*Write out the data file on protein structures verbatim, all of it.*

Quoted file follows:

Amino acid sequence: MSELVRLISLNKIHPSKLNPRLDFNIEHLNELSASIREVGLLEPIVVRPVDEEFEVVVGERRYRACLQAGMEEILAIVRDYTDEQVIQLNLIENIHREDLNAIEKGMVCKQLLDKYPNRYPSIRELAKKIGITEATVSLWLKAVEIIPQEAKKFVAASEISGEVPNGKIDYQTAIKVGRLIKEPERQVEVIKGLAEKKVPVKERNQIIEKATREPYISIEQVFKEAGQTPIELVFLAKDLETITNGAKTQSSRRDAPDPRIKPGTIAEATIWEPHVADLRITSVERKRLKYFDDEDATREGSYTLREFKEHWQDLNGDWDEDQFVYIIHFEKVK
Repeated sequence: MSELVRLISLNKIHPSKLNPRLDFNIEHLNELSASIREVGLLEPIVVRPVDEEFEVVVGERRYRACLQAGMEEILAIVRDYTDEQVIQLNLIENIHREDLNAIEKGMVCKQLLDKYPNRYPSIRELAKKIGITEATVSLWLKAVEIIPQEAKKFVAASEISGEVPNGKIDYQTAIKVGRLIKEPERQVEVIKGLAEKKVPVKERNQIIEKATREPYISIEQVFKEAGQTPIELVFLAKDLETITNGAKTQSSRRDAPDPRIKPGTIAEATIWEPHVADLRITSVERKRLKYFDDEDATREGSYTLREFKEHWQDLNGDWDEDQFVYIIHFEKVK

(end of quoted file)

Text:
Amino acid sequence: MSELVRLISLNKIHPSKLNPRLDFNIEHLNELSASIREVGLLEPIVVRPVDEEFEVVVGERRYRACLQAGMEEILAIVRDYTDEQVIQLNLIENIHREDLNAIEKGMVCKQLLDKYPNRYPSIRELAKKIGITEATVSLWLKAVEIIPQEAKKFVAASEISGEVPNGKIDYQTAIKVGRLIKEPERQVEVIKGLAEKKVPVKERNQIIEKATREPYISIEQVFKEAGQTPIELVFLAKDLETITNGAKTQSSRRDAPDPRIKPGTIAEATIWEPHVADLRITSVERKRLKYFDDEDATREGSYTLREFKEHWQDLNGDWDEDQFVYIIHFEKVK
Repeated sequence: MSELVRLISLNKIHPSKLNPRLDFNIEHLNELSASIREVGLLEPIVVRPVDEEFEVVVGERRYRACLQAGMEEILAIVRDYTDEQVIQLNLIENIHREDLNAIEKGMVCKQLLDKYPNRYPSIRELAKKIGITEATVSLWLKAVEIIPQEAKKFVAASEISGEVPNGKIDYQTAIKVGRLIKEPERQVEVIKGLAEKKVPVKERNQIIEKATREPYISIEQVFKEAGQTPIELVFLAKDLETITNGAKTQSSRRDAPDPRIKPGTIAEATIWEPHVADLRITSVERKRLKYFDDEDATREGSYTLREFKEHWQDLNGDWDEDQFVYIIHFEKVK